With most schools in the UK declaring that they are officially out for summer, it is time for everyone to put their feet up isn’t? Wrong! COVID-19 has had a hard-hitting effect on us, leaving many people and businesses with large holes in their pockets. Although the government has agreed that schools will still receive their core funding allocations, meaning teachers who are still doing online lessons can be paid and other financial commitments are met, the crisis has still been a huge blow to regular income. A huge number of support staff at schools have been furloughed due to COVID-19, with the aim that the support from the government will help business as usual to continue when we come out of the global pandemic. However, this is not guaranteed yet, and it is therefore a good time to consider other avenues for saving costs as we watch the next few months play out.

According to Sarah Ingrams from Which, Oil prices have plummeted to their lowest levels in three years, with the average price of a litre of heating oil dropping by 29%. Over a range of different oils, you can now pay an average of 36p per litre, compared to 51p per litre at the beginning of the year. For schools, this is something to take into consideration when buying gas and electricity, as with a business account you can buy your energy up to three years in advance.

Now, even though buying oil now while the prices are low is definitely a good idea, this isn’t necessarily the most reliable way to go about saving money in the long term. If we look at previous patterns, it is more likely for oil prices to go up not down, so who knows what could happen in a matter of months. Where will this leave us at the end of the three years of cheap energy? Well, probably footing a large bill for the next year that we cannot afford. We must therefore look at other avenues.

Through this crisis we have been forced to reduce our energy consumption in schools without pupils, teachers and many staff being there, but this could all go back to how it was before if we are not careful. Looking right across the board at all the ways we spend money and changing our behaviour towards it is a great start. Consumption reduction is the only real way to reduce our long-term costs. For example, if we look at how much photocopying paper we use, take that amount and aim to reduce the figure down by giving each individual the responsibility to only use a certain amount of paper per week we will achieve a consumption reduction over time. Not only does this help costs, but it is also much more environmentally friendly and gets rid of a lot of waste.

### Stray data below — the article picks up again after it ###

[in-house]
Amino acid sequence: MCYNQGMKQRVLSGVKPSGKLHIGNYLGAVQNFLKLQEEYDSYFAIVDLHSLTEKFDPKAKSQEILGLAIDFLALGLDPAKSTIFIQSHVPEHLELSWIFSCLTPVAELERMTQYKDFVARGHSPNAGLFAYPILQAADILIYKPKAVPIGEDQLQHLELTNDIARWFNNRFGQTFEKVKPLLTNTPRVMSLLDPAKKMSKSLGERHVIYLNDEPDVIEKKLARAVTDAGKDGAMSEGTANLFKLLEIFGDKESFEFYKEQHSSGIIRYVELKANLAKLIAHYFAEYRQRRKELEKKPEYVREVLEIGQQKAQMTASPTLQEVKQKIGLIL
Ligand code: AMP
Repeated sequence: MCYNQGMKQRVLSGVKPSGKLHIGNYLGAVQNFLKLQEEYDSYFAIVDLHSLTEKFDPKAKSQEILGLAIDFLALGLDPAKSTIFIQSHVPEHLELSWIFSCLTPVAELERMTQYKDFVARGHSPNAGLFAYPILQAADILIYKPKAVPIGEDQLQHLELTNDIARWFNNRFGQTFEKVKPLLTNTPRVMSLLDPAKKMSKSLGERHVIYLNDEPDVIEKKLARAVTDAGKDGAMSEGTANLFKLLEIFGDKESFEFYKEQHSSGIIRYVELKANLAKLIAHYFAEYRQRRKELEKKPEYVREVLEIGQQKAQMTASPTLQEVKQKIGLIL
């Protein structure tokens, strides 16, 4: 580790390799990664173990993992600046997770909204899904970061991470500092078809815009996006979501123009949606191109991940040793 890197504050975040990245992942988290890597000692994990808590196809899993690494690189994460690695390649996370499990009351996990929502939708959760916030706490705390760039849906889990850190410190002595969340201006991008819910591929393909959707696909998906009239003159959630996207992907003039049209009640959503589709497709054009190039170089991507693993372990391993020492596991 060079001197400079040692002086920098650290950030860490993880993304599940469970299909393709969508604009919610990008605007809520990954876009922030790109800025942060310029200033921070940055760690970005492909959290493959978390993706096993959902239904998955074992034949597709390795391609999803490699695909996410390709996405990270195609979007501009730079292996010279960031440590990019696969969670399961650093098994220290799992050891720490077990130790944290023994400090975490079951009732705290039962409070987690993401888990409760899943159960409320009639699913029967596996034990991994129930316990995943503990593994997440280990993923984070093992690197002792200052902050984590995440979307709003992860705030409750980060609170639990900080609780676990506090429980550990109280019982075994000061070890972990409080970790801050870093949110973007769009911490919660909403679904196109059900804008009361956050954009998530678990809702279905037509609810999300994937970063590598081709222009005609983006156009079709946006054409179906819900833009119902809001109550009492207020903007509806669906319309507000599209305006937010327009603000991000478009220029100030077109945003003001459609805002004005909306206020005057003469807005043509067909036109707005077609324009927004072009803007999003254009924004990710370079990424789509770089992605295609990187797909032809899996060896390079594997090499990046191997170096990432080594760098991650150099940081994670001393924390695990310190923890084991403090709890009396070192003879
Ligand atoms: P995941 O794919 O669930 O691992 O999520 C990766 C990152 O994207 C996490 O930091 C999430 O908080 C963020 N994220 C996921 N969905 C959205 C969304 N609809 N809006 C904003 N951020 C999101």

So, two key things to look at, first, the price of energy, a quick effective way in the short term to save money. Secondly, consumption, the less we consume, the less we spend. Now, this all sounds obvious but if you look at the habits within your school, do you really think they are efficient. You will most likely find there to be a huge amount of unnecessary costs. Through behavioural change over time you can fill the gaps that coronavirus has made in your regular income.

We have lots of information on our website about our Using Less Stuff Behaviour Change Programme we would love you to read!  Our ULS Behaviour Change Programme is a one stop shop to reducing consumption across your school and/or business.  It’s the ‘How to’ rather than the ‘why we should’. And it is designed to change behaviour across the whole organisation from the Head/CEO down, including all staff and teams.  It’s a monthly subscription online programme, which once you start using less, pays for itself in savings made.

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